He taught at the Timbertop campus of Geelong Grammar, where Prince Charles received part of his education. For 21 years he worked in the agricultural section of ICI. Later he farmed the family property. He also worked in business and sports administration. He wrote, photographed and became an Australian commissioner at Expo. In the 1980s he chaired Melbourne’s bid to again host the Olympics. He chaired the Meat Research Corporation and the Wool Research and Development Corporation.

In 1971, he married English journalist Lynne Fisher, with whom he had two children.

Since he was four years old and became fascinated by a banksia beetle and a blue-grass butterfly, Landy had developed into a naturalist with a profound knowledge of Australian flora and fauna. Now, as a passionate environmentalist he became president of Greening Australia, an organisation devoted to large-scale tree-planting. Some technical problems he helped solve were the labour-intensive, expensive processes involved in gathering eucalyptus seed in sufficient quantity to meet the ambitious program of a million or more a year.

Landy was equally talented as a writer and photographer. Major publications include Close to Nature (1985) — an alpine diary recorded over a year at the family farm. A Coastal Diary (1993) was a study of Victoria’s magnificent Otways coastline.

As a photographer he graduated from the micro-world of insects to recording majestic landscapes. For this book the spartan Landy spent long periods alone on the Great Ocean Road, camping out in all weathers.

Landy was appointed governor of Victoria on January 1, 2000, for a three and a half year term. He continued the process of democratisation begun by Davis McCaughey.

The frugal McCaugheys had inherited a vice-regal regime conducted by Brian Murray as a court, many said, grander than that at Buckingham Palace. The grandeur had crept back, visitors maintained, under McCaughey’s successor James Gobbo.

Landy refused to be designated “your excellency”. “Call him governor, or even John,” his principal private secretary, Loris Callender, instructed those who were to meet him. Landy particularly liked to entertain in the mornings and more guests visited Government House during his reign than at any previous time.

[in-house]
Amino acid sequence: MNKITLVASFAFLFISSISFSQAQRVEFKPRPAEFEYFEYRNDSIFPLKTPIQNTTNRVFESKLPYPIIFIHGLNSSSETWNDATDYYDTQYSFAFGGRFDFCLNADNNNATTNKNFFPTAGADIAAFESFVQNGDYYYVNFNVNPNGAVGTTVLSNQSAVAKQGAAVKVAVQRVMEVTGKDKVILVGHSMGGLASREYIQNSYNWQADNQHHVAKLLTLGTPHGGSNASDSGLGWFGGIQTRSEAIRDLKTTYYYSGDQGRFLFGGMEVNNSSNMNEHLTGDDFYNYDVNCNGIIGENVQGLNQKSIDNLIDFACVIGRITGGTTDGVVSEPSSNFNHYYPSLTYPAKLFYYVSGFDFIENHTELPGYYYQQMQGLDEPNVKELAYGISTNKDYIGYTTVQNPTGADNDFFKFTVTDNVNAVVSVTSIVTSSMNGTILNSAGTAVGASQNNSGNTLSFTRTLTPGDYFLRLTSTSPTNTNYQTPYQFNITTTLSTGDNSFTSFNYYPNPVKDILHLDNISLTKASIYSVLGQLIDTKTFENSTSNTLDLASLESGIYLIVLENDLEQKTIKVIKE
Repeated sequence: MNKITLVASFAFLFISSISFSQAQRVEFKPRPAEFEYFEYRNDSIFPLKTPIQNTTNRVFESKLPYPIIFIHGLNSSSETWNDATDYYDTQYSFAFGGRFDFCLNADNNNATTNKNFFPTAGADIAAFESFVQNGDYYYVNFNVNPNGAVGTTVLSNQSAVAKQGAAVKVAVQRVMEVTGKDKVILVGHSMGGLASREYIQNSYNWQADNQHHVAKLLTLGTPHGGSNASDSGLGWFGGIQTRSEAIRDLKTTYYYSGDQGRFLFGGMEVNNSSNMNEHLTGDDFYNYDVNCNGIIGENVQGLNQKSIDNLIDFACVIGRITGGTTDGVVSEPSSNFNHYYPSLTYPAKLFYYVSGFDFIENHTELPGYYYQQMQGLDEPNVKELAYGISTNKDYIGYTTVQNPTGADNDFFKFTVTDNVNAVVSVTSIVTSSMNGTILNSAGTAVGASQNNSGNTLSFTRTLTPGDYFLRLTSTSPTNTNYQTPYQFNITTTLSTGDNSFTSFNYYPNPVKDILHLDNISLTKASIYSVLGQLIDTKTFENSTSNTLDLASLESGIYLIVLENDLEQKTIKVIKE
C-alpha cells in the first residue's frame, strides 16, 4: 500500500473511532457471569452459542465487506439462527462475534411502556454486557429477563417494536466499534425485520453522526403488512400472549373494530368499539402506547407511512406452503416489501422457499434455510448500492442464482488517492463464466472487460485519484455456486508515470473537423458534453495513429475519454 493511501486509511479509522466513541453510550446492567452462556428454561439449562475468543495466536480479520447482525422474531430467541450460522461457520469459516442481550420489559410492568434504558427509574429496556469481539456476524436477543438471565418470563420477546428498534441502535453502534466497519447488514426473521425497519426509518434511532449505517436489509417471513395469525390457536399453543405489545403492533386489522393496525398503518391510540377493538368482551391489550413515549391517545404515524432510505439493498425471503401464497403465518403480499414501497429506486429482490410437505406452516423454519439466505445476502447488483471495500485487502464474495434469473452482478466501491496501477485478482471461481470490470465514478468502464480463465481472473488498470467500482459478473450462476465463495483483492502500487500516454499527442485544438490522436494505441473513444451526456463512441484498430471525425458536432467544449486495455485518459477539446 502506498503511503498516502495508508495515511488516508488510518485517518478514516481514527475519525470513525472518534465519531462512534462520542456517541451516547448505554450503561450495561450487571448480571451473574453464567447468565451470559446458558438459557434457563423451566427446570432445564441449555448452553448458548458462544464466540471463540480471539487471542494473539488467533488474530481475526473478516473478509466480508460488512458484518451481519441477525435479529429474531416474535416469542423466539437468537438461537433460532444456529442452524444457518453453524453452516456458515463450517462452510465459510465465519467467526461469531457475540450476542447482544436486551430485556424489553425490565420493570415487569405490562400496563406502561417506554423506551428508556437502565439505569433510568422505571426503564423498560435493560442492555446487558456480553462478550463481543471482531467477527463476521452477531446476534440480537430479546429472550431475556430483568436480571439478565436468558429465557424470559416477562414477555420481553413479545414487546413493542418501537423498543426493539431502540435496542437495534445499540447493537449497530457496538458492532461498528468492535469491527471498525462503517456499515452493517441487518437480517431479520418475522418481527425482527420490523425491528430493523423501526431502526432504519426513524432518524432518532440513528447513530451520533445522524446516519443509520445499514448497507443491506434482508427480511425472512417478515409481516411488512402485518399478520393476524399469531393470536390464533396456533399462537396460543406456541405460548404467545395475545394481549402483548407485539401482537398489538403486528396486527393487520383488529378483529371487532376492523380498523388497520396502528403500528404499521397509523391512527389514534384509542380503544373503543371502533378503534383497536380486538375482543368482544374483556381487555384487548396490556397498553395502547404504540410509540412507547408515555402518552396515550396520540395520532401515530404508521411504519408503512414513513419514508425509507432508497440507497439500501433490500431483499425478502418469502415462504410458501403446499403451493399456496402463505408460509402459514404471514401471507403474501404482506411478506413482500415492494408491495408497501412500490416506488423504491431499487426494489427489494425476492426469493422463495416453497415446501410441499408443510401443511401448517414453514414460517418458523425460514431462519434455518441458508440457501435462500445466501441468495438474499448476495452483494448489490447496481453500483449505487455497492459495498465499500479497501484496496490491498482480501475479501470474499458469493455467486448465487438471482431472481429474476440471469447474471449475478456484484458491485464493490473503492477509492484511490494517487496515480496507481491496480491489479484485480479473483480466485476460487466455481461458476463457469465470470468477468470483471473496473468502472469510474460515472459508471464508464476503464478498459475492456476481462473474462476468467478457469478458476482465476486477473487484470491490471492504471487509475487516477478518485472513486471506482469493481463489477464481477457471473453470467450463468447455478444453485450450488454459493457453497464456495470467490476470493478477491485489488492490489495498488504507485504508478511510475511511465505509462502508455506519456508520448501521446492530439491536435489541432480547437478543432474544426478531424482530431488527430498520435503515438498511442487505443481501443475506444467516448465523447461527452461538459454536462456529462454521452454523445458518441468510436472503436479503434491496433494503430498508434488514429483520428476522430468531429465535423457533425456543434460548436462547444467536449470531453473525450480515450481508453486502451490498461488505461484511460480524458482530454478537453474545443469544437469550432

There is little doubt that he was influenced by the example of the then governor-general, William Deane, who emphasised the need for Aboriginal reconciliation.

“I am on the side of the down and out in our society,” Landy told the press after his appointment by the Bracks Labor government. His term was extended for two years by the same government early in 2004. Thus the starring old athlete was able to play a vice-regal role in the 2006 Commonwealth Games in Melbourne.

When Landy’s term was extended in 2004, premier Steve Bracks said of him: “He had great humility and a tremendous capacity for work. He worked for all Victorians. He visited almost every council and shire in the state. He was the perfect governor to officiate at the Commonwealth Games.” Landy retired as governor in 2006.

Landy lived his last years in a comfortable, if modest, house in the unfashionable, inner-city suburb of North Melbourne. A neighbour and good friend was his predecessor as governor, McCaughey.

Original publication

Other Obituaries for John Michael Landy

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Citation details

Staff Writers, 'Landy, John Michael (1930–2022)', Obituaries Australia, National Centre of Biography, Australian National University, https://oa.anu.edu.au/obituary/landy-john-michael-32301/text39985, accessed 26 November 2022.